Starbucks Diet Helps Woman Lose 85 Pounds

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By Brittney R. Villalva , Christian Post Reporter
September 18, 2012|11:42 am

A 66-year-old woman has credited Starbucks for helping her to lose at least 85 pounds.

  • Starbucks
    (Reuters/Joel Boh)
    A cup of Starbucks coffee sits on a table in a cafe in central Hong Kong January 16, 2011.

Despite the fact that Starbucksis mostly known for its caffeinated beverages and has a large line of sugary sweets to supplement customer's daily fix, they also have a small selection of healthier choices. It is those healthy slated items that 66-year-old Christine Hall claims helped her to lose weight.

Hall isn't talking about just a few pounds either. Instead, she claims to have lost at least 85 extra pounds. Starbucks has "really healthy choices," Hall told MSNBC, adding that it's easier to keep track of her caloric intake due to the fact that Starbucks has nutrition labels on all of its items.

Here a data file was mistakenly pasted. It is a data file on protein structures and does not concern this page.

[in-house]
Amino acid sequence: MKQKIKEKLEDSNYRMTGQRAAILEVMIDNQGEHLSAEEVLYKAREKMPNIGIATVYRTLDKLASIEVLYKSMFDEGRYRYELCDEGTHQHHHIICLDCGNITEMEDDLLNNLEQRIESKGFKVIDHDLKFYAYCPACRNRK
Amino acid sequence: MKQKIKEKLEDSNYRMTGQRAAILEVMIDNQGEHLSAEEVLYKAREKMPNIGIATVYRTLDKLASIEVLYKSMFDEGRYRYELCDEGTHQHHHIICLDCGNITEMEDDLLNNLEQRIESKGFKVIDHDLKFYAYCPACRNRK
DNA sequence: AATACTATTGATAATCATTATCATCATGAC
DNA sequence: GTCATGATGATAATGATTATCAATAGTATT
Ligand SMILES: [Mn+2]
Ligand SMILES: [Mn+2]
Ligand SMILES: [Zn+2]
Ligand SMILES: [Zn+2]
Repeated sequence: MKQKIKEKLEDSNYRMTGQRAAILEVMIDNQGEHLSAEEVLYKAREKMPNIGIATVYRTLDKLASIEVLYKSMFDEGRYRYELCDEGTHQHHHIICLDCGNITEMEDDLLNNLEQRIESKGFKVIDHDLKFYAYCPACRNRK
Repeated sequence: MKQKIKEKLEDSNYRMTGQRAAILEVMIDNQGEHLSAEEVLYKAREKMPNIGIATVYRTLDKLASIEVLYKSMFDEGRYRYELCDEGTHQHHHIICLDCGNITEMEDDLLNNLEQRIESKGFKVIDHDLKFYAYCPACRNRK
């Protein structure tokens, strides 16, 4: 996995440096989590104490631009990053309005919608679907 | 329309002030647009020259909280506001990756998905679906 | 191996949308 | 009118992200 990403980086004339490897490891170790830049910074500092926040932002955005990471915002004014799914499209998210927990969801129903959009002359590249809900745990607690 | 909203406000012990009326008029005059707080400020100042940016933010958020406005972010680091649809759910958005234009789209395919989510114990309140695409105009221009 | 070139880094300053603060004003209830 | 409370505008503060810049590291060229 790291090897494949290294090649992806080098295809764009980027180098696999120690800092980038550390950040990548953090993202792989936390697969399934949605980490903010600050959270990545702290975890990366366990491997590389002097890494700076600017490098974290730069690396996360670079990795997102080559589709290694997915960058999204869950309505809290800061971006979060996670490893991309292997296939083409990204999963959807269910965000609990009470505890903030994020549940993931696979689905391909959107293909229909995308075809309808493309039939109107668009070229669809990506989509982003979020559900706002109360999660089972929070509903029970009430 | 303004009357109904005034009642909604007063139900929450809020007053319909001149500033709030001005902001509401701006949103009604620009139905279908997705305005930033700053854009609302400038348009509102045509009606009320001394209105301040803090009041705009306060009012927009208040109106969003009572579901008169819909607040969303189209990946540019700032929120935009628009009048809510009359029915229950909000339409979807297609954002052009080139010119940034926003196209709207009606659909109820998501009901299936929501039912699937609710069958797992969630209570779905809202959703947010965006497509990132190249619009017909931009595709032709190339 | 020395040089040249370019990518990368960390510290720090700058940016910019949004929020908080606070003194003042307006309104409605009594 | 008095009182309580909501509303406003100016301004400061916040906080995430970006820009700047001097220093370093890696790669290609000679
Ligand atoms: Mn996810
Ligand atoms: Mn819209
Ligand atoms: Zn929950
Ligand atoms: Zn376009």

An extra 85 pounds thinner, Hall now reports that she is in much better health.

"Nothing hurts any more," reported to the news station. "I used to attribute some of my aches and pains to aging. I have no medical issues whatsoever. I just feel like a kid again."

Hall's meal break down is relatively basic. She has an oatmeal for breakfast every morning paired it a black coffee (no sugar or milk added). For lunch she alternates between the Starbuck's Bistro Box (which come in different varieties including cheese and fruit or protein), or a panini. Hall also rewards herself for partaking in a physical activity.

"If I go on a bike ride, I can come back and have a brownie!" she said.

Sounds too good to be true, some might think. But Hall in fact, is not the only person to have tried a "Starbucks diet." One man, Brett Bruce, has dedicated an entire blog to a similar diet in his effort to lose weight in 30 days without attending the gym.

But whether it is effective or not, it may still not be healthy.

"When you follow something that ... limits you to one particular restaurant, it's very difficult to be healthy and meet your nutrition needs," dietician Rebecca Scritchfield told the Huffington Post.

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